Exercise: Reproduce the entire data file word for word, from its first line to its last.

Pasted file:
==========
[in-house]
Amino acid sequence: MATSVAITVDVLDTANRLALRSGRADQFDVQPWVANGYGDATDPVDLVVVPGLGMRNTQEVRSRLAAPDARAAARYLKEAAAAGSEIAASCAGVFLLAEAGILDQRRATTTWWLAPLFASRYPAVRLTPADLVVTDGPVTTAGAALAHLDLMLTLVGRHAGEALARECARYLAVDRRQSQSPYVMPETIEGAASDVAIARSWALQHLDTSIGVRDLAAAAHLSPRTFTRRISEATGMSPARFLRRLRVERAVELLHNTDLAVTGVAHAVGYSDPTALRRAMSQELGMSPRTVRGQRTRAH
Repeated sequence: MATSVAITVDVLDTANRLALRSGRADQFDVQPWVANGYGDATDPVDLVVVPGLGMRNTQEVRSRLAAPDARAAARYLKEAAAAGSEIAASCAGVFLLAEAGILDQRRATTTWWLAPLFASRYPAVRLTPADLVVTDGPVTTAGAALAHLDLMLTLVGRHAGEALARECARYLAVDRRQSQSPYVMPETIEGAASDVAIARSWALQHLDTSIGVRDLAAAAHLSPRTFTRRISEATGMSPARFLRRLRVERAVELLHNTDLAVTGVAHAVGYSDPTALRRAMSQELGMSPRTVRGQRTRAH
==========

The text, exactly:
[in-house]
Amino acid sequence: MATSVAITVDVLDTANRLALRSGRADQFDVQPWVANGYGDATDPVDLVVVPGLGMRNTQEVRSRLAAPDARAAARYLKEAAAAGSEIAASCAGVFLLAEAGILDQRRATTTWWLAPLFASRYPAVRLTPADLVVTDGPVTTAGAALAHLDLMLTLVGRHAGEALARECARYLAVDRRQSQSPYVMPETIEGAASDVAIARSWALQHLDTSIGVRDLAAAAHLSPRTFTRRISEATGMSPARFLRRLRVERAVELLHNTDLAVTGVAHAVGYSDPTALRRAMSQELGMSPRTVRGQRTRAH
Repeated sequence: MATSVAITVDVLDTANRLALRSGRADQFDVQPWVANGYGDATDPVDLVVVPGLGMRNTQEVRSRLAAPDARAAARYLKEAAAAGSEIAASCAGVFLLAEAGILDQRRATTTWWLAPLFASRYPAVRLTPADLVVTDGPVTTAGAALAHLDLMLTLVGRHAGEALARECARYLAVDRRQSQSPYVMPETIEGAASDVAIARSWALQHLDTSIGVRDLAAAAHLSPRTFTRRISEATGMSPARFLRRLRVERAVELLHNTDLAVTGVAHAVGYSDPTALRRAMSQELGMSPRTVRGQRTRAH